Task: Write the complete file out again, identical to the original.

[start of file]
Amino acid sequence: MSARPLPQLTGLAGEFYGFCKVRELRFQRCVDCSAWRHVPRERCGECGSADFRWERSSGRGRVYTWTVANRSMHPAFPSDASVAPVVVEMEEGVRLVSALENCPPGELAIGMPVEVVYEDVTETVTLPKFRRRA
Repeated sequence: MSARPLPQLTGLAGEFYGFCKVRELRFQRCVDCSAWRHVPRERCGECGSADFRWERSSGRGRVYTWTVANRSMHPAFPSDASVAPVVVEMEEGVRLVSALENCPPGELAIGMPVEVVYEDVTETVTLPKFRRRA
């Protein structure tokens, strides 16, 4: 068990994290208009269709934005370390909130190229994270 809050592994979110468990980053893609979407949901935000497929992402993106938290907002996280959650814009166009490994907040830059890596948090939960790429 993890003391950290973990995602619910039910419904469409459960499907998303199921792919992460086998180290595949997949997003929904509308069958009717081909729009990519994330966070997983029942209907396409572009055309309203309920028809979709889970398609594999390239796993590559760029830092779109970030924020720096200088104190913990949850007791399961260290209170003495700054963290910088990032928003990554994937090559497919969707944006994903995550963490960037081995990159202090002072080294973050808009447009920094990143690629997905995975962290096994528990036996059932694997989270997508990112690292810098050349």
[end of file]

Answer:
Amino acid sequence: MSARPLPQLTGLAGEFYGFCKVRELRFQRCVDCSAWRHVPRERCGECGSADFRWERSSGRGRVYTWTVANRSMHPAFPSDASVAPVVVEMEEGVRLVSALENCPPGELAIGMPVEVVYEDVTETVTLPKFRRRA
Repeated sequence: MSARPLPQLTGLAGEFYGFCKVRELRFQRCVDCSAWRHVPRERCGECGSADFRWERSSGRGRVYTWTVANRSMHPAFPSDASVAPVVVEMEEGVRLVSALENCPPGELAIGMPVEVVYEDVTETVTLPKFRRRA
């Protein structure tokens, strides 16, 4: 068990994290208009269709934005370390909130190229994270 809050592994979110468990980053893609979407949901935000497929992402993106938290907002996280959650814009166009490994907040830059890596948090939960790429 993890003391950290973990995602619910039910419904469409459960499907998303199921792919992460086998180290595949997949997003929904509308069958009717081909729009990519994330966070997983029942209907396409572009055309309203309920028809979709889970398609594999390239796993590559760029830092779109970030924020720096200088104190913990949850007791399961260290209170003495700054963290910088990032928003990554994937090559497919969707944006994903995550963490960037081995990159202090002072080294973050808009447009920094990143690629997905995975962290096994528990036996059932694997989270997508990112690292810098050349």